Hallelujah, Jesus!


As a Christian I can understand why a true believer may choose to give their testimony about being saved, but this may not always be so clear to the average bystander. I remember the first time I saw a person publicly talk about how they got saved. It was 1989 in San Antonio, T.X. and my parents had taken my older brother’s fiancée and me on a summer vacation to attend my brother’s basic training graduation from Lackland Air Force Base. His graduation was around 3:00 p.m., so my family decided to take in the local tourist sights. We visited the Alamo and Ripley’s Believe It Or Not Museum, but out of all the things we saw, none left a more mysterious impression on me than a random man publicly preaching God’s Word.

It was a sunny, busy morning in that town square full of people shopping, taking pictures and doing the kinds of things people do on vacation. In the middle of all this activity was one brave soul dressed in Sunday attire, preaching. He was wearing shiny white leather shoes and a straw fedora, which he used to fan himself as the day grew hotter. I just ignored him at first. After visiting a couple of shops and stopping for refreshments, my family circled back to the preaching man. He had a Bible in one hand and was preaching up a storm through a bullhorn in his other hand. He would read from the Bible and interject things like, “Oh Yes! Hallelujah Jesus!” As he preached he would get encouragement from random people with occasional, “Woo-hoo!” or “AMEN!” re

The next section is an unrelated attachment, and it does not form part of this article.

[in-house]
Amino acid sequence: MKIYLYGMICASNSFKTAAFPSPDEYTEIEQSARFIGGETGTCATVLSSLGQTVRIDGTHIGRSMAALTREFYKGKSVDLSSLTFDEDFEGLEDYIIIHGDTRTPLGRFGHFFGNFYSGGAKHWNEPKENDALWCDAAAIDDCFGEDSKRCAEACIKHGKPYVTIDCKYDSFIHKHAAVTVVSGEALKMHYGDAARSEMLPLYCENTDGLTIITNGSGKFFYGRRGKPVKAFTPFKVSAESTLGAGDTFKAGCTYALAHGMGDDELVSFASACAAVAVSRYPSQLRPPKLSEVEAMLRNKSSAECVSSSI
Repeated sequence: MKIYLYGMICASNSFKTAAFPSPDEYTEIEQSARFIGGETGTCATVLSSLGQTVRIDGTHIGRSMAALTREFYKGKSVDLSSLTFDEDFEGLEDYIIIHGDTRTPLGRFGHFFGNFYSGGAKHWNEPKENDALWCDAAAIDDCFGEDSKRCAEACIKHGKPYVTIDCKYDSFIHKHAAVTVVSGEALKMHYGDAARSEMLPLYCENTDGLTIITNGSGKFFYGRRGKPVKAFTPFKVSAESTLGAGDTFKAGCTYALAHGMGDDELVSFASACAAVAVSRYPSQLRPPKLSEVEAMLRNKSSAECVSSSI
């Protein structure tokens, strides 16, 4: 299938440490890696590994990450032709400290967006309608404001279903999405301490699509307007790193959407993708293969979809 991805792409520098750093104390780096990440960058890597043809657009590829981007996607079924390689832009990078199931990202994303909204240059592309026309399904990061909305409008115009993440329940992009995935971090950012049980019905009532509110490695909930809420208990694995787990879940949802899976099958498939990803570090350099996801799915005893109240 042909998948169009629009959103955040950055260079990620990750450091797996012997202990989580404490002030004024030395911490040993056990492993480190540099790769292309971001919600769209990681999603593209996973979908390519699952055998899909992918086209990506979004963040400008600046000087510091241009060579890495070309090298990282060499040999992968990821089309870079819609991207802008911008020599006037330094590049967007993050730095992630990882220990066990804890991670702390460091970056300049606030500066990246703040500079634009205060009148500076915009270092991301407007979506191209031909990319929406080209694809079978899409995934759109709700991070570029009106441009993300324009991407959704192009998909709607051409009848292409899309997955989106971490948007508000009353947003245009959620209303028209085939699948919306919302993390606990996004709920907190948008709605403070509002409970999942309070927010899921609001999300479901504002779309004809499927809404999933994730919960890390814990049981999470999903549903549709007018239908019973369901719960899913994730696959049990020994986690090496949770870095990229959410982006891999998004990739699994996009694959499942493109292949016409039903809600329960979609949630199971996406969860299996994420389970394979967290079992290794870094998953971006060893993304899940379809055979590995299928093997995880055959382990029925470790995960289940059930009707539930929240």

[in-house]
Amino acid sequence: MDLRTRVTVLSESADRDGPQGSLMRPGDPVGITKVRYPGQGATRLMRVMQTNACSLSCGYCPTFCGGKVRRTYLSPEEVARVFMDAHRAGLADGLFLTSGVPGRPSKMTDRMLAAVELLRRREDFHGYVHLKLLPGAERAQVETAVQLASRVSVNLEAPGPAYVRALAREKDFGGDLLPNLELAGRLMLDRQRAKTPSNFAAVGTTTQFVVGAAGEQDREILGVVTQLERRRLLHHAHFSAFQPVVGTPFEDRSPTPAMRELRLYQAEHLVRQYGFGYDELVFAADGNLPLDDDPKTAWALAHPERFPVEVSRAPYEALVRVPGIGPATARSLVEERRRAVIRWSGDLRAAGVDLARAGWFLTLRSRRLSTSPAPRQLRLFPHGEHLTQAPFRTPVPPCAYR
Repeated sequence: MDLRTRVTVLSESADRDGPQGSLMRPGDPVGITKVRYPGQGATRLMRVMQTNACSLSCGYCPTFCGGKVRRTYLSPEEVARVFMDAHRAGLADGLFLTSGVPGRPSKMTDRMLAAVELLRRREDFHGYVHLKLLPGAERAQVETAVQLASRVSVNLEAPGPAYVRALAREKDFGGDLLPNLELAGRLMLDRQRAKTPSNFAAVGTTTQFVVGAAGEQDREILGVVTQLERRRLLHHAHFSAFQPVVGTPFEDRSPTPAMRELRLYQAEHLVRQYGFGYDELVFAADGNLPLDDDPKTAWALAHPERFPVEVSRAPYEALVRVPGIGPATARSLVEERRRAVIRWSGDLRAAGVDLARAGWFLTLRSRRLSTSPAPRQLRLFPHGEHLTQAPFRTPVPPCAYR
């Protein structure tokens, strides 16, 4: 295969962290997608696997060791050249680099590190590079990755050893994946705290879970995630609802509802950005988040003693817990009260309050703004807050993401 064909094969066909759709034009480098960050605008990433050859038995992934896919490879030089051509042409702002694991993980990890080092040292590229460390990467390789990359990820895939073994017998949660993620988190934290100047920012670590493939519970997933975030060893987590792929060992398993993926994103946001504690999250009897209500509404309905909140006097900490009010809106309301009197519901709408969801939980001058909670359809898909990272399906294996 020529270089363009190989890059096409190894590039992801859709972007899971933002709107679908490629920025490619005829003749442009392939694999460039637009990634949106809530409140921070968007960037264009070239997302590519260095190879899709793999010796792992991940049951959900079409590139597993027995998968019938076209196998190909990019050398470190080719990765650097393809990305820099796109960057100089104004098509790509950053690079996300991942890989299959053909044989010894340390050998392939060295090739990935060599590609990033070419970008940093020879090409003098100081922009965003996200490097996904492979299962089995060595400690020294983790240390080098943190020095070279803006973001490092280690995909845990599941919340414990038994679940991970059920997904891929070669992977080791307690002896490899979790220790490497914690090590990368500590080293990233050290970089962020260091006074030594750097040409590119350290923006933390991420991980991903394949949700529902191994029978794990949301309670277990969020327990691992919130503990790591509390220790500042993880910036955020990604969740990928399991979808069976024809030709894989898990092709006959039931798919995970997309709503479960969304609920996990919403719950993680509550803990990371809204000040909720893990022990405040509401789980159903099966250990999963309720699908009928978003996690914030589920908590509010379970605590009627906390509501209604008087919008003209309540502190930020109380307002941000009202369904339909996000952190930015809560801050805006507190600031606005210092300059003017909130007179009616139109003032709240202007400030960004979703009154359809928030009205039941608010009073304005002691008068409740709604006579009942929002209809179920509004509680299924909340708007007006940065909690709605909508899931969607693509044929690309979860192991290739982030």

sponses, but for the most part everyone just continued on their way without forming a crowd to listen.

I, being the sheltered country boy that I was at that age of 13, stopped to listen. I can remember thinking to myself, “Is this man crazy, out here in the hot sun with that bullhorn? Who is he talking to?” As I stood there listening and wondering I looked to my left and saw another younger boy listening to the man give his testimony. I noticed that he was listening intently, and I decided to make a comment to him about the man being “obviously out of his mind.” I full-heartedly expected the youngster to agree with me and have an innocent little chuckle at the gentleman’s expense. Instead, the boy looked up at me and said, “No, he is not crazy. He is preaching the word of God.” Then he walked off and left me standing there by myself.

I was mesmerized at how a younger kid could have known what the man was talking about while I did not. Suddenly, I was in an awkward place, and the preaching man did not look so crazy after all; now he seemed to glow in the late morning sunlight as I scurried away to find my parents.

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